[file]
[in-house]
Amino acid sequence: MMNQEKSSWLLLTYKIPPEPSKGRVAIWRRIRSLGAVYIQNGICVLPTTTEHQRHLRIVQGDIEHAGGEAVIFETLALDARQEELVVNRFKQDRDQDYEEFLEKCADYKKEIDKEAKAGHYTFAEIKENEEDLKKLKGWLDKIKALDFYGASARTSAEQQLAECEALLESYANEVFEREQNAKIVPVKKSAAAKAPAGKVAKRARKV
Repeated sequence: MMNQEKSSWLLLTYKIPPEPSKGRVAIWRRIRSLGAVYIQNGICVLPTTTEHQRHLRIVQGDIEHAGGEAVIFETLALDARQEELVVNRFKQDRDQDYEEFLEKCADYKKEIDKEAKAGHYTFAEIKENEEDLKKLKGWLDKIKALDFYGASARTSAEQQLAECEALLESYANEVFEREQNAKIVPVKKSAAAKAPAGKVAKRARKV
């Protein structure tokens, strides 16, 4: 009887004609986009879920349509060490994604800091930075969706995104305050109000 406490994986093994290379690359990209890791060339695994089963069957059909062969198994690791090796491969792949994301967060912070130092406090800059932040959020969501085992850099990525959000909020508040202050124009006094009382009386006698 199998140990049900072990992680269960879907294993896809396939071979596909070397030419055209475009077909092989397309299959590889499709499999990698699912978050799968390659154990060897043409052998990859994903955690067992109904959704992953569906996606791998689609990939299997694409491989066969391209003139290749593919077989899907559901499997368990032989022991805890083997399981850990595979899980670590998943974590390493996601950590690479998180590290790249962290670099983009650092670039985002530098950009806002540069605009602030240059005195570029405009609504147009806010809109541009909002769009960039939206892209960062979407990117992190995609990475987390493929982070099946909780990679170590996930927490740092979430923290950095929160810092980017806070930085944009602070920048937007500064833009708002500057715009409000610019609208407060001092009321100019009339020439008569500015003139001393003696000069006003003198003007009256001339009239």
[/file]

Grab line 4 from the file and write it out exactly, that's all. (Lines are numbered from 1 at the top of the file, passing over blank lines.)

């Protein structure tokens, strides 16, 4: 009887004609986009879920349509060490994604800091930075969706995104305050109000 406490994986093994290379690359990209890791060339695994089963069957059909062969198994690791090796491969792949994301967060912070130092406090800059932040959020969501085992850099990525959000909020508040202050124009006094009382009386006698 199998140990049900072990992680269960879907294993896809396939071979596909070397030419055209475009077909092989397309299959590889499709499999990698699912978050799968390659154990060897043409052998990859994903955690067992109904959704992953569906996606791998689609990939299997694409491989066969391209003139290749593919077989899907559901499997368990032989022991805890083997399981850990595979899980670590998943974590390493996601950590690479998180590290790249962290670099983009650092670039985002530098950009806002540069605009602030240059005195570029405009609504147009806010809109541009909002769009960039939206892209960062979407990117992190995609990475987390493929982070099946909780990679170590996930927490740092979430923290950095929160810092980017806070930085944009602070920048937007500064833009708002500057715009409000610019609208407060001092009321100019009339020439008569500015003139001393003696000069006003003198003007009256001339009239």